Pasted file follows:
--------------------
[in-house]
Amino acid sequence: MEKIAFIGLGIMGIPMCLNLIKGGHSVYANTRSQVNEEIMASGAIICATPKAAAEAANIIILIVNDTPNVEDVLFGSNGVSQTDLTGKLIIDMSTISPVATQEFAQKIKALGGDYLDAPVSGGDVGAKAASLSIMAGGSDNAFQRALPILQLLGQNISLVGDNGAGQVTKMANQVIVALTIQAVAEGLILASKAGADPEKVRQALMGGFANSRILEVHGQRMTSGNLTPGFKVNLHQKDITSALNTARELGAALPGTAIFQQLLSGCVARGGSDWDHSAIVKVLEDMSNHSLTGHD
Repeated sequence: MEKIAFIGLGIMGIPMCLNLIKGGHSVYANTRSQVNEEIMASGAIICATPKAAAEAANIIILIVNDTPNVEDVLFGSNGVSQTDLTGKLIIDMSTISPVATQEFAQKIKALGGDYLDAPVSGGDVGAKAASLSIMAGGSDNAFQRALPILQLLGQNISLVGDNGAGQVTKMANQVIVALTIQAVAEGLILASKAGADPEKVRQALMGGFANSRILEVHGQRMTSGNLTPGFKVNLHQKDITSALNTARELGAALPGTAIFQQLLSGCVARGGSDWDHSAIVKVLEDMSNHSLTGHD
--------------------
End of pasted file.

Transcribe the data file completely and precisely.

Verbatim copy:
[in-house]
Amino acid sequence: MEKIAFIGLGIMGIPMCLNLIKGGHSVYANTRSQVNEEIMASGAIICATPKAAAEAANIIILIVNDTPNVEDVLFGSNGVSQTDLTGKLIIDMSTISPVATQEFAQKIKALGGDYLDAPVSGGDVGAKAASLSIMAGGSDNAFQRALPILQLLGQNISLVGDNGAGQVTKMANQVIVALTIQAVAEGLILASKAGADPEKVRQALMGGFANSRILEVHGQRMTSGNLTPGFKVNLHQKDITSALNTARELGAALPGTAIFQQLLSGCVARGGSDWDHSAIVKVLEDMSNHSLTGHD
Repeated sequence: MEKIAFIGLGIMGIPMCLNLIKGGHSVYANTRSQVNEEIMASGAIICATPKAAAEAANIIILIVNDTPNVEDVLFGSNGVSQTDLTGKLIIDMSTISPVATQEFAQKIKALGGDYLDAPVSGGDVGAKAASLSIMAGGSDNAFQRALPILQLLGQNISLVGDNGAGQVTKMANQVIVALTIQAVAEGLILASKAGADPEKVRQALMGGFANSRILEVHGQRMTSGNLTPGFKVNLHQKDITSALNTARELGAALPGTAIFQQLLSGCVARGGSDWDHSAIVKVLEDMSNHSLTGHD